Brinks of Perception
19/11 – 7/1
Plato used the image of prisoners in a cave to define the basis of their reality through the shadows of fire, dancing on the walls of that cave, questioning and developing concepts of reality, representation, and human perception. Since then, our studies about how human perception works have made their own way to explain physical phenomena, as also to experience constant changes in the conditions of perceivability.
“The objective world is experienced as transcending the temporal and spatial limits of vision, as Persisting.”
(K. Duncker, Phenomenology and the epistemology of consciousness)
In this iconic affirmation, Duncker introduces a key-concept to understand the objective world formed by experiences – the concept of limit of perception. For example, when we have a perceptual experience of a certain object, we are aware, in our experience, of our contact limitations with this certain object. However, we can also experience this object ‘transcending’ these limits, as persisting beyond the limits of our perception.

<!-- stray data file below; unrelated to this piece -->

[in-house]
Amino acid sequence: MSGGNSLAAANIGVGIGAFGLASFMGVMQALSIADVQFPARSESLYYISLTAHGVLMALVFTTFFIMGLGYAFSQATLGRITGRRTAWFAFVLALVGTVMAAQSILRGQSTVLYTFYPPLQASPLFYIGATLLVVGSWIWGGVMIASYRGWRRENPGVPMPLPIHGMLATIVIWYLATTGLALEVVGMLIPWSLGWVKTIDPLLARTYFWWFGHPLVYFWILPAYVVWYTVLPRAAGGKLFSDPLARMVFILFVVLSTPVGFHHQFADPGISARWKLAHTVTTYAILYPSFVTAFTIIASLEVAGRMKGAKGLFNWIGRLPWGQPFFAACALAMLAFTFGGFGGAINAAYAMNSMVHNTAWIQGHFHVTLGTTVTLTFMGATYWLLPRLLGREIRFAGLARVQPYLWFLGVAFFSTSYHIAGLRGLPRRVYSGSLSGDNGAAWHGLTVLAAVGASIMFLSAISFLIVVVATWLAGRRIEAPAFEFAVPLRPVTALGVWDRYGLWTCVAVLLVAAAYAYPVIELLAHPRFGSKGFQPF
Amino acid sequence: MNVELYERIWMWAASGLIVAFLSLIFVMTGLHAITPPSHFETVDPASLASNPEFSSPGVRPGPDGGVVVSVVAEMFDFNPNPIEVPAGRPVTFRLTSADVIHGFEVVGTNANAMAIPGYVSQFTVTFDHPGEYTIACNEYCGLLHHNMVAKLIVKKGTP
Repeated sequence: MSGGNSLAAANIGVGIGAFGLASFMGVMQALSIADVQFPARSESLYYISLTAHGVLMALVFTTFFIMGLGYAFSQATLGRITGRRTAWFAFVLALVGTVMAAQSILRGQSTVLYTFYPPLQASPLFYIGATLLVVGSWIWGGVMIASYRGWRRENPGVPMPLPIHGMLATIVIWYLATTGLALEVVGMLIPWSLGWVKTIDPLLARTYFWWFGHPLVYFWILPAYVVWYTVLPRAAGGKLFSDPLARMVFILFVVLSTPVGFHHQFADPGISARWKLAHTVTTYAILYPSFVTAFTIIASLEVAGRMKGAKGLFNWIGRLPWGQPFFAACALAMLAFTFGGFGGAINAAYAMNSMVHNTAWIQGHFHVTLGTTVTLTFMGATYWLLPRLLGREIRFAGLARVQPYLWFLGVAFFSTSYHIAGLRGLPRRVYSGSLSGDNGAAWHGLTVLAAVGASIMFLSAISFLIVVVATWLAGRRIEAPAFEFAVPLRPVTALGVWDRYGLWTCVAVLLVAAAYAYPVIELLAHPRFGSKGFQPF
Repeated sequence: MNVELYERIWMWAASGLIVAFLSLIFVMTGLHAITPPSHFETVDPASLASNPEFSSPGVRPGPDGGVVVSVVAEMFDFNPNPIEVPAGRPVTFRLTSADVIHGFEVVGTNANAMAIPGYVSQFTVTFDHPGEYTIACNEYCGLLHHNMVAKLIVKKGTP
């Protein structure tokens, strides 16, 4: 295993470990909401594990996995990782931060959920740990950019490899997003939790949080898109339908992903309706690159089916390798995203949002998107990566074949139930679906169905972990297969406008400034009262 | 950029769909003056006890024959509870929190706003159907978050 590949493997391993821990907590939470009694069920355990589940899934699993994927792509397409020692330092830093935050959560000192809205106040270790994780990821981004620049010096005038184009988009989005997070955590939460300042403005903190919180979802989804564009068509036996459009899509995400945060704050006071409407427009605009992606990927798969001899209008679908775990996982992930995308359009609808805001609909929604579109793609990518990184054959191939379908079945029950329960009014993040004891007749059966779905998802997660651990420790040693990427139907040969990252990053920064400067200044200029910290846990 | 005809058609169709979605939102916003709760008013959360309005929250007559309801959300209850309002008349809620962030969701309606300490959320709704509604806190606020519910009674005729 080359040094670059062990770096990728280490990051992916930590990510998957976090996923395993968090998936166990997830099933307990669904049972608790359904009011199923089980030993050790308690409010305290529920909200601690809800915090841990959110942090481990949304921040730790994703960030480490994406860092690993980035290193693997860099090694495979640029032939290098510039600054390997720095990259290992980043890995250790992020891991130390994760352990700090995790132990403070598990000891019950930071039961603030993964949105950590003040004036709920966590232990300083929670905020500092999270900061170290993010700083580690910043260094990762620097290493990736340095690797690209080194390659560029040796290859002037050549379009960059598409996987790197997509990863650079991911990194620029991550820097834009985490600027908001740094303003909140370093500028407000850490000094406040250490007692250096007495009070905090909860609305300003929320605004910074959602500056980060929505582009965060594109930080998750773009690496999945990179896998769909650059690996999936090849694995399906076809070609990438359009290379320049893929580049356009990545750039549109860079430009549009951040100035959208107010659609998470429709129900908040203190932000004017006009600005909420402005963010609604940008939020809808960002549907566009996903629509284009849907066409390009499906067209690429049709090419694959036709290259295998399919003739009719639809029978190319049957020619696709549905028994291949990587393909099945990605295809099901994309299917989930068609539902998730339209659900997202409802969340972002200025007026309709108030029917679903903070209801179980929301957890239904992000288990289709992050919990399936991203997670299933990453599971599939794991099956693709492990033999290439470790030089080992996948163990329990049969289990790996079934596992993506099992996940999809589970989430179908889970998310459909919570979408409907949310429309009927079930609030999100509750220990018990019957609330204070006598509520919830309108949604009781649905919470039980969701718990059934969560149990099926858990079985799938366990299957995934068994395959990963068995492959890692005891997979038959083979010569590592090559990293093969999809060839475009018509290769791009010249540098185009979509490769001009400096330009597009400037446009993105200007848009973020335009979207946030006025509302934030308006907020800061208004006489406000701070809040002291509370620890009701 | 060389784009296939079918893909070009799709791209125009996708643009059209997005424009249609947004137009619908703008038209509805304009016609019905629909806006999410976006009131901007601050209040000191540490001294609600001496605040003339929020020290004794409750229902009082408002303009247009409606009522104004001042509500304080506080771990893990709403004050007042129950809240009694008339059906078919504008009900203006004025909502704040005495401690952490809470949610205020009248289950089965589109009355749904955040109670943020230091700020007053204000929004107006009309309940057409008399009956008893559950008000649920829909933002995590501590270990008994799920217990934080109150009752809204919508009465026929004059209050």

The proposed dialogue’s aim is to show that the brinks, between what we consider to be real or imagined, may has fallen. Our minds have been colonised and manipulated for so long, that our transition to the digital era has been softly understood. We’re taking big steps towards digital and this path will require our perception’s education.
While Damjanski puts in perspective the viewer’s eyes and also its presence; Filippo Minelli’s works are chameleons, living in any public space around. Turned into chronicles, Gabe’s artworks have been recording the gradual evolution and the exigency of our modern culture; and Lauren Moffatt gives us access to the future reality, to which we’ll migrate with all our knowledge, concepts and purposes. To explore the boundaries of what our perception is, as well as the absence of it, we want to take this context of digital art to explore this friction feeling that we now have, as human beings living in a historical transition between world cycles.
Curated by MJ Teixeira